Learning lessons from Ireland’s economic development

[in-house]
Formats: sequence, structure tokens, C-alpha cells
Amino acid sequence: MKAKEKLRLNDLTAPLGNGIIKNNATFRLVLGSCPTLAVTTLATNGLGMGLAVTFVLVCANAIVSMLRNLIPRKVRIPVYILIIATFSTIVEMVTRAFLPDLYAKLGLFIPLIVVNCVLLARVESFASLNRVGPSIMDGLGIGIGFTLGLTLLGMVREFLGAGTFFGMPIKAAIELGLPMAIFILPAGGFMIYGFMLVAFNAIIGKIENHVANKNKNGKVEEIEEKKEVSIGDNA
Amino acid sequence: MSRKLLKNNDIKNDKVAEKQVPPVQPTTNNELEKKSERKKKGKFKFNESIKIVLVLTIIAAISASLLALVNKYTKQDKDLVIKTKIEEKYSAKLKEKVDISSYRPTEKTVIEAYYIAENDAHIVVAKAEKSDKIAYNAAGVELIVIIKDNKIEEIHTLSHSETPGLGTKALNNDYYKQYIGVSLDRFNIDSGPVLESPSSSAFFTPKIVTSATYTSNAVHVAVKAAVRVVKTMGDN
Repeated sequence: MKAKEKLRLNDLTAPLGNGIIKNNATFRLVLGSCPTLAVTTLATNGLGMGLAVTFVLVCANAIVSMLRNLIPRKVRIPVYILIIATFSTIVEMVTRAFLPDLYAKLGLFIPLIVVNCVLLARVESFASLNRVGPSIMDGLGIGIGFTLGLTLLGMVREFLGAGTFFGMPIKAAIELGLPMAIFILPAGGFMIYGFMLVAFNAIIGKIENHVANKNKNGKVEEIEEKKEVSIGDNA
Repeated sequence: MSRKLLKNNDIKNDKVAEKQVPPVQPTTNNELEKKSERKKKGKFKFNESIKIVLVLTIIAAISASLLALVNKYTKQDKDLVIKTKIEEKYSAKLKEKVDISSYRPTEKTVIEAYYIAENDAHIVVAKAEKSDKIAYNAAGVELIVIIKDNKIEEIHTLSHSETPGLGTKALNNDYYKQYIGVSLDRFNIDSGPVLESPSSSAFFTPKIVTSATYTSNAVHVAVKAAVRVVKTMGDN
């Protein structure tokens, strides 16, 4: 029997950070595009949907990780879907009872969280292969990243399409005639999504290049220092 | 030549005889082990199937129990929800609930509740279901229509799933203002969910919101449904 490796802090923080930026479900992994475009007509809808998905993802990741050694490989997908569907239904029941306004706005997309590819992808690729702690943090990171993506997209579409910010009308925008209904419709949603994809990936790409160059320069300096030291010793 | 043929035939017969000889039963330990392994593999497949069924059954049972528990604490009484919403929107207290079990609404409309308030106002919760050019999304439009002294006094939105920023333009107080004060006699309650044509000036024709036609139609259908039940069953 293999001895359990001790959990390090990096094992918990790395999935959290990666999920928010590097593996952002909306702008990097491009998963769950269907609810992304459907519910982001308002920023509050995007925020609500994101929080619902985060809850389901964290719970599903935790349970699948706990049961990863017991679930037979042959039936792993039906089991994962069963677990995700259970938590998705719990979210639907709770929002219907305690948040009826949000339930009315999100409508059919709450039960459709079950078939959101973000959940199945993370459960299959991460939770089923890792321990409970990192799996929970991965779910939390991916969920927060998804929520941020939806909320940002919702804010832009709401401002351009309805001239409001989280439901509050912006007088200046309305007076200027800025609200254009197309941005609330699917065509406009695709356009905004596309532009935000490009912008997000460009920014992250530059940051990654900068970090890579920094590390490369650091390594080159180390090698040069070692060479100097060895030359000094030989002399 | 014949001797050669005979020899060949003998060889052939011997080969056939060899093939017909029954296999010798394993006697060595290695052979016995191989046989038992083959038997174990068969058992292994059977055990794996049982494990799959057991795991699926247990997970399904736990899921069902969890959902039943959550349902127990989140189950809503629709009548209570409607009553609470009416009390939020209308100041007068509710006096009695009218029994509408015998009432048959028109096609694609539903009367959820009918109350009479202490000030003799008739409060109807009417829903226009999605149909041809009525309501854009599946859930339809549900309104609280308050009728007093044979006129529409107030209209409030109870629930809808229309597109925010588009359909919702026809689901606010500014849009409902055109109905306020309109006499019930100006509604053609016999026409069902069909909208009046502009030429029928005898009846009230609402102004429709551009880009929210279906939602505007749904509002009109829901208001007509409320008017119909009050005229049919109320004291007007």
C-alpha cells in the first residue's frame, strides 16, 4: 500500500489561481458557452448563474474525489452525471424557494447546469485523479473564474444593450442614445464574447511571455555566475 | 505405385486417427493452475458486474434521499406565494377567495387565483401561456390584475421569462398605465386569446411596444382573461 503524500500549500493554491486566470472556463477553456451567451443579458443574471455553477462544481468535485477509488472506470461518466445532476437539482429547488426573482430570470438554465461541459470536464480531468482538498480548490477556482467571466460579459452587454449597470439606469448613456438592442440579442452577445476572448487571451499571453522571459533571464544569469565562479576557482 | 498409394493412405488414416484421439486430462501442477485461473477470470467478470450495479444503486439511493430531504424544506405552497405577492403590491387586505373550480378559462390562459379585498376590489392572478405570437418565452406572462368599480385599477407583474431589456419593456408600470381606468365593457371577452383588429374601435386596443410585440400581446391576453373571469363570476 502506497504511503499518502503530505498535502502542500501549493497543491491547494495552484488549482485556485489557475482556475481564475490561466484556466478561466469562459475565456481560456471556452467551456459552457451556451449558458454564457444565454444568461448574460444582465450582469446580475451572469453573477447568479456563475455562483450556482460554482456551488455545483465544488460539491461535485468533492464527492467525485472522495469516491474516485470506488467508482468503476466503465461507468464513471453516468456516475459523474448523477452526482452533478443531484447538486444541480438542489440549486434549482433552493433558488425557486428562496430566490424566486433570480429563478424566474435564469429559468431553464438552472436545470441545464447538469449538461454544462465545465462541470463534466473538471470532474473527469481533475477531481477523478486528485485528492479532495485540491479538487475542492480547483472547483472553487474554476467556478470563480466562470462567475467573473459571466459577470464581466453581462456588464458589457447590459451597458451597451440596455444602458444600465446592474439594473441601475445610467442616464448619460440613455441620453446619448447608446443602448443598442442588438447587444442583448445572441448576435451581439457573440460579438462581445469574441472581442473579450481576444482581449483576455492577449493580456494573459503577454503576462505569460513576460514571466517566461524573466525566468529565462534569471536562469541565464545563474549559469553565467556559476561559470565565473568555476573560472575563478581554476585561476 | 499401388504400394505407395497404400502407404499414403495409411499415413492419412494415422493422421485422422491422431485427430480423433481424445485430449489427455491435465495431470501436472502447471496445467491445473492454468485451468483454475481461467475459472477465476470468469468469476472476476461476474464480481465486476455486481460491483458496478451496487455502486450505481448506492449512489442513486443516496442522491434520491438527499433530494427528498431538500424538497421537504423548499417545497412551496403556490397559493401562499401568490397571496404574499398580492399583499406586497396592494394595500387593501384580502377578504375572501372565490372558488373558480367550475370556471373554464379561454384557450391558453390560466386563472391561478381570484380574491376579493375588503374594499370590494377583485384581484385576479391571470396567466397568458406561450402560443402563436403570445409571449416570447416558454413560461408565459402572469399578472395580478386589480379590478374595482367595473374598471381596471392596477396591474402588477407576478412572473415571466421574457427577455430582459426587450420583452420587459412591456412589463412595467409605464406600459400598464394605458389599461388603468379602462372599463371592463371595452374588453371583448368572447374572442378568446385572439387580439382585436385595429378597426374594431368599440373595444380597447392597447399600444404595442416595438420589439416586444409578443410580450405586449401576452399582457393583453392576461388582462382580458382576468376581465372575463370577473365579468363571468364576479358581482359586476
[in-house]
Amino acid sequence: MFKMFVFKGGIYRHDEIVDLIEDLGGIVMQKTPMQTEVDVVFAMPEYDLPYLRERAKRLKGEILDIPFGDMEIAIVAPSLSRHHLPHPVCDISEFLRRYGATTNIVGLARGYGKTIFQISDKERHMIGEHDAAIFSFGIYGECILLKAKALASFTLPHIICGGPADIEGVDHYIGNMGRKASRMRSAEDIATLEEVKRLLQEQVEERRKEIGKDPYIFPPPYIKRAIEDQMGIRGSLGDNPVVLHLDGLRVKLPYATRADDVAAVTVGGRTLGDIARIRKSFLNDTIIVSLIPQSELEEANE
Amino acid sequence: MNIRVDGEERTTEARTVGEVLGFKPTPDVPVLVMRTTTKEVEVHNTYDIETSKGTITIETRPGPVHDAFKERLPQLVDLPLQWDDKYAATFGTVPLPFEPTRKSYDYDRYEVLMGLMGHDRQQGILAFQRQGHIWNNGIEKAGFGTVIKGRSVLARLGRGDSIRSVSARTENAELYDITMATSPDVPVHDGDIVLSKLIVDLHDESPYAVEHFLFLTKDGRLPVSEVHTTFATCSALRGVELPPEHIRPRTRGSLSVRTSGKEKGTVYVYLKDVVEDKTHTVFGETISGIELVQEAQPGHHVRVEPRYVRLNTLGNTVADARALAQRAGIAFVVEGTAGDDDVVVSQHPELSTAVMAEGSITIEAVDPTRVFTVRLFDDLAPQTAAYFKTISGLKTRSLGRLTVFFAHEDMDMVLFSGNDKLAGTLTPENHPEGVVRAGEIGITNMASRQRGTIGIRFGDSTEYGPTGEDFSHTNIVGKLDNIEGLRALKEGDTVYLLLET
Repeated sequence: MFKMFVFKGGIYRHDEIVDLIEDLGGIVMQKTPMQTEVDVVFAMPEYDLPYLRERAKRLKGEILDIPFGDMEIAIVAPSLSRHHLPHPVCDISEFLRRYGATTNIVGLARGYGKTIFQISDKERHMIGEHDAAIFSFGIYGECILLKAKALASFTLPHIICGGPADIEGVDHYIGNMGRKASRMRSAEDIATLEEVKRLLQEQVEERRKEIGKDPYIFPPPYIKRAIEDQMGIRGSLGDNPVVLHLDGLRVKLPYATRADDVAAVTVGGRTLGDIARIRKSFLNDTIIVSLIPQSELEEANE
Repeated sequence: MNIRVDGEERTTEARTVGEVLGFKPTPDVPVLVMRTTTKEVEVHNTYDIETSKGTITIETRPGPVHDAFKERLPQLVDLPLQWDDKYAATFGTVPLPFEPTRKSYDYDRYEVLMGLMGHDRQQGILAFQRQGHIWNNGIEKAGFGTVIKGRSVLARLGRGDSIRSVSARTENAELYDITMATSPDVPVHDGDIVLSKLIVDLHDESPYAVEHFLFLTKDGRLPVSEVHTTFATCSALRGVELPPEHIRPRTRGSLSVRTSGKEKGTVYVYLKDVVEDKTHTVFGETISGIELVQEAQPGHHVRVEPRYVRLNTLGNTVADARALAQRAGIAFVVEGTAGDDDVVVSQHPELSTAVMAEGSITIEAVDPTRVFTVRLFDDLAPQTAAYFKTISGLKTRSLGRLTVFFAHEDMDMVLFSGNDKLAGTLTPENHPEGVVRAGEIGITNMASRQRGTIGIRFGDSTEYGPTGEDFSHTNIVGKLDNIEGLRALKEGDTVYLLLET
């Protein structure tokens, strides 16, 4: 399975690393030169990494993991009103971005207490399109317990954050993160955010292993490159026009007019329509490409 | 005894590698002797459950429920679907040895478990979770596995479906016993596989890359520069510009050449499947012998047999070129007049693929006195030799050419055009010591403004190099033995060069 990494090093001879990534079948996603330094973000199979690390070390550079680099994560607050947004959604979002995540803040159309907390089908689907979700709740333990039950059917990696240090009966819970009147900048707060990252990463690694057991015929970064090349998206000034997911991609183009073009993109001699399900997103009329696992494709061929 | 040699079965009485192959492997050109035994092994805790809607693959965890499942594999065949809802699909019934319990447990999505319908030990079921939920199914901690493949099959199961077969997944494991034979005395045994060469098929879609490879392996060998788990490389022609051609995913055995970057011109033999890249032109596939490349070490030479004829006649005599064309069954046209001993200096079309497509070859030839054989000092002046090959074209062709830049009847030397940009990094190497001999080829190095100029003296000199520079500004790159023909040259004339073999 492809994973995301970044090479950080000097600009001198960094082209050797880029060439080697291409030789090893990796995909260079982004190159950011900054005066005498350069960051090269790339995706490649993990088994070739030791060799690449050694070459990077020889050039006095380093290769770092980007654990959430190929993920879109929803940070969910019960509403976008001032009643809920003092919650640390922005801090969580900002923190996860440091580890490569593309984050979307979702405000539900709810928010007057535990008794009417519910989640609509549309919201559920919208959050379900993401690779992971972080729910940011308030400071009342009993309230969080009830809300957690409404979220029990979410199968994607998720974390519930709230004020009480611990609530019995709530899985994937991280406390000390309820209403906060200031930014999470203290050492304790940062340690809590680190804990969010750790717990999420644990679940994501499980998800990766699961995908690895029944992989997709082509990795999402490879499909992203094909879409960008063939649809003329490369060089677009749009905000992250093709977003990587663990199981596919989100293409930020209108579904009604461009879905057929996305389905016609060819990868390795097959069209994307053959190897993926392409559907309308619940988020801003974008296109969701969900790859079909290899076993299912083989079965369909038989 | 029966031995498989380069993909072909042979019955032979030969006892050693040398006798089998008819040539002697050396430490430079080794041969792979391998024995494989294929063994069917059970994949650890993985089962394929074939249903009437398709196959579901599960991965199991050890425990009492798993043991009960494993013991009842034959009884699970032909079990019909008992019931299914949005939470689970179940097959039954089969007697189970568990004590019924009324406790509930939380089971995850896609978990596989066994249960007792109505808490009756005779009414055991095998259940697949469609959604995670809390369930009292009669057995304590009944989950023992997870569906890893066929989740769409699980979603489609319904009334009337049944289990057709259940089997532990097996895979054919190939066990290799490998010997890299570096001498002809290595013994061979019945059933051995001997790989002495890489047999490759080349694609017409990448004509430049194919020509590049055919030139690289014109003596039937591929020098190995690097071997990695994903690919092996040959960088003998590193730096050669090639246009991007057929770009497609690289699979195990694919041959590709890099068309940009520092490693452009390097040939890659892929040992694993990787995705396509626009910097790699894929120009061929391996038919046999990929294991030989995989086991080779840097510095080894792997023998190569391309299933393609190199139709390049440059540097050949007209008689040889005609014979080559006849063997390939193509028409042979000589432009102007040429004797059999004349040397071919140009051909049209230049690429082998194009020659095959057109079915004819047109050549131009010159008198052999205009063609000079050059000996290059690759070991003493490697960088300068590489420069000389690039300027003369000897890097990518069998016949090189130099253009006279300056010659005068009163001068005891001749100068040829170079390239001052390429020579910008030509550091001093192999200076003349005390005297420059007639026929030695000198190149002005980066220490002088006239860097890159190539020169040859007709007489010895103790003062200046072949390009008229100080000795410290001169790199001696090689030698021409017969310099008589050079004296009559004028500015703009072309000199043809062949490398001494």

This conforms closely to the industrial relations structures that Calmfors and Driffill (1988) associate with the poorest macroeconomic outcomes. The macroeconomic errors of the 1970s and 1980s further reduced the potential for real convergence. The cohesion countries found it particularly difficult to rein in macroeconomic policy in the wake of the oil shocks of the 1970s (as evidenced by substantial inflation differentials and fiscal deficits relative to the rest of Western Europe), while a surge in wage demands – though associated with the return to democracy in Greece, Spain and Portugal – also occurred in Ireland around this time.2 The first oil shock saw Ireland break the budgetary ‘Golden Rule’ against running a deficit on the government current account. Once broken, it proved difficult to re-establish. Even after the oil-induced recession had passed, fiscal policy remained expansionary, though it was by now strongly pro-cyclical, giving rise to the rapid real wage growth mentioned above.3 With the jump in world interest rates in the early 1980s and a slowdown in the UK economy (the primary destination for Irish emigrants), Irish unemployment grew, debt-service and social welfare payments soared, and the debt ratio spiralled out of control. Government attempts at stabilisation through tax increases were thwarted as the tax burden fuelled wage demands, with knock-on effects on unemployment. By the mid-1980s Ireland was in severe crisis. The unemployment rate stood at 17 per cent of the labour force and government debt rose to 120 per cent of GDP. No one at the time could have foreseen that a fortuitous combination of policy-induced changes and beneficial external shocks would create the conditions, within the space of a mere few years, for the economic dynamism of the 1990s and beyond.